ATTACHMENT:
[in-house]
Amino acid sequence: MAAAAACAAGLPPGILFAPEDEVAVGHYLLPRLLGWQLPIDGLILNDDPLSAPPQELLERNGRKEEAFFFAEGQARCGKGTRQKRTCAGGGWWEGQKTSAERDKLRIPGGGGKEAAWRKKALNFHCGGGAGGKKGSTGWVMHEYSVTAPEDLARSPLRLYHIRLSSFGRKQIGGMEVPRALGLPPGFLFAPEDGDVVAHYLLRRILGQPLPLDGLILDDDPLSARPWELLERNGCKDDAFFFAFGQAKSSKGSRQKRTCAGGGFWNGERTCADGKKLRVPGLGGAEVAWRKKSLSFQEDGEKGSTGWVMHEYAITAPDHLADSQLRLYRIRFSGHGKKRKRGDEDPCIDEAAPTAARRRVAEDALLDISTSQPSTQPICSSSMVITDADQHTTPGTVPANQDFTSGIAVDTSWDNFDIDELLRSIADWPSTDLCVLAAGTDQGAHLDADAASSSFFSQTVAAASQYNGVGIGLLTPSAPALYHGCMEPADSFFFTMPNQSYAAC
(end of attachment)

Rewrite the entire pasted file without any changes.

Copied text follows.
[in-house]
Amino acid sequence: MAAAAACAAGLPPGILFAPEDEVAVGHYLLPRLLGWQLPIDGLILNDDPLSAPPQELLERNGRKEEAFFFAEGQARCGKGTRQKRTCAGGGWWEGQKTSAERDKLRIPGGGGKEAAWRKKALNFHCGGGAGGKKGSTGWVMHEYSVTAPEDLARSPLRLYHIRLSSFGRKQIGGMEVPRALGLPPGFLFAPEDGDVVAHYLLRRILGQPLPLDGLILDDDPLSARPWELLERNGCKDDAFFFAFGQAKSSKGSRQKRTCAGGGFWNGERTCADGKKLRVPGLGGAEVAWRKKSLSFQEDGEKGSTGWVMHEYAITAPDHLADSQLRLYRIRFSGHGKKRKRGDEDPCIDEAAPTAARRRVAEDALLDISTSQPSTQPICSSSMVITDADQHTTPGTVPANQDFTSGIAVDTSWDNFDIDELLRSIADWPSTDLCVLAAGTDQGAHLDADAASSSFFSQTVAAASQYNGVGIGLLTPSAPALYHGCMEPADSFFFTMPNQSYAAC